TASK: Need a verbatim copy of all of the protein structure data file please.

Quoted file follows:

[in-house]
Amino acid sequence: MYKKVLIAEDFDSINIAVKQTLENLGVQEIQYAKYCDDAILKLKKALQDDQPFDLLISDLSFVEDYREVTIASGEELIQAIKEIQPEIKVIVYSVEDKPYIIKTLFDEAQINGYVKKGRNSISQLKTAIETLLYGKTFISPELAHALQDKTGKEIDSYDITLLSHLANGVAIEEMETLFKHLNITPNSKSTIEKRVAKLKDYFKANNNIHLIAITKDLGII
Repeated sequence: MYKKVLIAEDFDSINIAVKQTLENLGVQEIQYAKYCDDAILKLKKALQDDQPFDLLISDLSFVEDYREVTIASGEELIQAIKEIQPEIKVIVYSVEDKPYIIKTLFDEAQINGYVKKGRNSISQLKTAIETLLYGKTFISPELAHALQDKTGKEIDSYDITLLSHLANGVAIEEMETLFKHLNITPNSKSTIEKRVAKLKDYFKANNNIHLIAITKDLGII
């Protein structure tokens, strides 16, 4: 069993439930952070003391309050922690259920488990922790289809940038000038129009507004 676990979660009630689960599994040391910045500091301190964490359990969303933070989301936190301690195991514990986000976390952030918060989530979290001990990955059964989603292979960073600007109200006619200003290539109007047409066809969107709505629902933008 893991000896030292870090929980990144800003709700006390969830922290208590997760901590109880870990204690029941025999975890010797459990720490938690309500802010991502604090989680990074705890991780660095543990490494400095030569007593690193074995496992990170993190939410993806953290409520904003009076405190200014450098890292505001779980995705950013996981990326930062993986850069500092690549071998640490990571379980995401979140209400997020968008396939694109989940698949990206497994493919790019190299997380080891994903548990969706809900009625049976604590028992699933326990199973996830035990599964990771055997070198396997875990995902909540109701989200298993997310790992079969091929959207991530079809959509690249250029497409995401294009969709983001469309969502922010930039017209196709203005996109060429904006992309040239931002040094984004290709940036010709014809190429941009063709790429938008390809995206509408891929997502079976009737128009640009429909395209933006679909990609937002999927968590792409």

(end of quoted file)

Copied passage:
[in-house]
Amino acid sequence: MYKKVLIAEDFDSINIAVKQTLENLGVQEIQYAKYCDDAILKLKKALQDDQPFDLLISDLSFVEDYREVTIASGEELIQAIKEIQPEIKVIVYSVEDKPYIIKTLFDEAQINGYVKKGRNSISQLKTAIETLLYGKTFISPELAHALQDKTGKEIDSYDITLLSHLANGVAIEEMETLFKHLNITPNSKSTIEKRVAKLKDYFKANNNIHLIAITKDLGII
Repeated sequence: MYKKVLIAEDFDSINIAVKQTLENLGVQEIQYAKYCDDAILKLKKALQDDQPFDLLISDLSFVEDYREVTIASGEELIQAIKEIQPEIKVIVYSVEDKPYIIKTLFDEAQINGYVKKGRNSISQLKTAIETLLYGKTFISPELAHALQDKTGKEIDSYDITLLSHLANGVAIEEMETLFKHLNITPNSKSTIEKRVAKLKDYFKANNNIHLIAITKDLGII
């Protein structure tokens, strides 16, 4: 069993439930952070003391309050922690259920488990922790289809940038000038129009507004 676990979660009630689960599994040391910045500091301190964490359990969303933070989301936190301690195991514990986000976390952030918060989530979290001990990955059964989603292979960073600007109200006619200003290539109007047409066809969107709505629902933008 893991000896030292870090929980990144800003709700006390969830922290208590997760901590109880870990204690029941025999975890010797459990720490938690309500802010991502604090989680990074705890991780660095543990490494400095030569007593690193074995496992990170993190939410993806953290409520904003009076405190200014450098890292505001779980995705950013996981990326930062993986850069500092690549071998640490990571379980995401979140209400997020968008396939694109989940698949990206497994493919790019190299997380080891994903548990969706809900009625049976604590028992699933326990199973996830035990599964990771055997070198396997875990995902909540109701989200298993997310790992079969091929959207991530079809959509690249250029497409995401294009969709983001469309969502922010930039017209196709203005996109060429904006992309040239931002040094984004290709940036010709014809190429941009063709790429938008390809995206509408891929997502079976009737128009640009429909395209933006679909990609937002999927968590792409």